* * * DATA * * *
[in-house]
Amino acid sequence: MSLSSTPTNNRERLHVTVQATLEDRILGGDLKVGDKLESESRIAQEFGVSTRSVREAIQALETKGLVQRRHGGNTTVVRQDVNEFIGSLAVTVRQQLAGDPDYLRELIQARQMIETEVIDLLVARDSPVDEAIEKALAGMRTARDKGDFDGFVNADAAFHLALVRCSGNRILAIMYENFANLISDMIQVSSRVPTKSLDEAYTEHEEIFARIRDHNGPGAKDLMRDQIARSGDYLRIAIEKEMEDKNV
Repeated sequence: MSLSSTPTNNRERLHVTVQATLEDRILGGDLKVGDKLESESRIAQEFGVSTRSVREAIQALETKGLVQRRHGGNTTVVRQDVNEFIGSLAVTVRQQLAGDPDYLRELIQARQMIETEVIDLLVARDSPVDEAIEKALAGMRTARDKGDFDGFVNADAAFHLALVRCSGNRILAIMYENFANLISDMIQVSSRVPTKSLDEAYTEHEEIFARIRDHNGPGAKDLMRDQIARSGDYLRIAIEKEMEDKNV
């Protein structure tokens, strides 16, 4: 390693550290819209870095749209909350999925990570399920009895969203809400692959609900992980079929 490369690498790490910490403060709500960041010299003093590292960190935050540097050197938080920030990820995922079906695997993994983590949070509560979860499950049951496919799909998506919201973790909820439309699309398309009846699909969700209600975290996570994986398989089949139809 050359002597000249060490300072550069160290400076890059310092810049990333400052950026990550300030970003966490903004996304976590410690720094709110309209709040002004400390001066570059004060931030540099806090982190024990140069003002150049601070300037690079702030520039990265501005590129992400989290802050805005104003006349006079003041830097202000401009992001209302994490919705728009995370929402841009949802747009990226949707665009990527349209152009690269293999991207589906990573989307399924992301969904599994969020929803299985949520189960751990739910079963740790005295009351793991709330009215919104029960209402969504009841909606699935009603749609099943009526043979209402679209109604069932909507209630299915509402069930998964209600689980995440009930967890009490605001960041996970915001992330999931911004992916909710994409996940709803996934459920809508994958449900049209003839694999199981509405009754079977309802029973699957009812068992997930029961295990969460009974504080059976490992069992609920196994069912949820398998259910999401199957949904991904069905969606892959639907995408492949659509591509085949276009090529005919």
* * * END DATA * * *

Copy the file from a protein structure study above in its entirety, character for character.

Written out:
[in-house]
Amino acid sequence: MSLSSTPTNNRERLHVTVQATLEDRILGGDLKVGDKLESESRIAQEFGVSTRSVREAIQALETKGLVQRRHGGNTTVVRQDVNEFIGSLAVTVRQQLAGDPDYLRELIQARQMIETEVIDLLVARDSPVDEAIEKALAGMRTARDKGDFDGFVNADAAFHLALVRCSGNRILAIMYENFANLISDMIQVSSRVPTKSLDEAYTEHEEIFARIRDHNGPGAKDLMRDQIARSGDYLRIAIEKEMEDKNV
Repeated sequence: MSLSSTPTNNRERLHVTVQATLEDRILGGDLKVGDKLESESRIAQEFGVSTRSVREAIQALETKGLVQRRHGGNTTVVRQDVNEFIGSLAVTVRQQLAGDPDYLRELIQARQMIETEVIDLLVARDSPVDEAIEKALAGMRTARDKGDFDGFVNADAAFHLALVRCSGNRILAIMYENFANLISDMIQVSSRVPTKSLDEAYTEHEEIFARIRDHNGPGAKDLMRDQIARSGDYLRIAIEKEMEDKNV
């Protein structure tokens, strides 16, 4: 390693550290819209870095749209909350999925990570399920009895969203809400692959609900992980079929 490369690498790490910490403060709500960041010299003093590292960190935050540097050197938080920030990820995922079906695997993994983590949070509560979860499950049951496919799909998506919201973790909820439309699309398309009846699909969700209600975290996570994986398989089949139809 050359002597000249060490300072550069160290400076890059310092810049990333400052950026990550300030970003966490903004996304976590410690720094709110309209709040002004400390001066570059004060931030540099806090982190024990140069003002150049601070300037690079702030520039990265501005590129992400989290802050805005104003006349006079003041830097202000401009992001209302994490919705728009995370929402841009949802747009990226949707665009990527349209152009690269293999991207589906990573989307399924992301969904599994969020929803299985949520189960751990739910079963740790005295009351793991709330009215919104029960209402969504009841909606699935009603749609099943009526043979209402679209109604069932909507209630299915509402069930998964209600689980995440009930967890009490605001960041996970915001992330999931911004992916909710994409996940709803996934459920809508994958449900049209003839694999199981509405009754079977309802029973699957009812068992997930029961295990969460009974504080059976490992069992609920196994069912949820398998259910999401199957949904991904069905969606892959639907995408492949659509591509085949276009090529005919």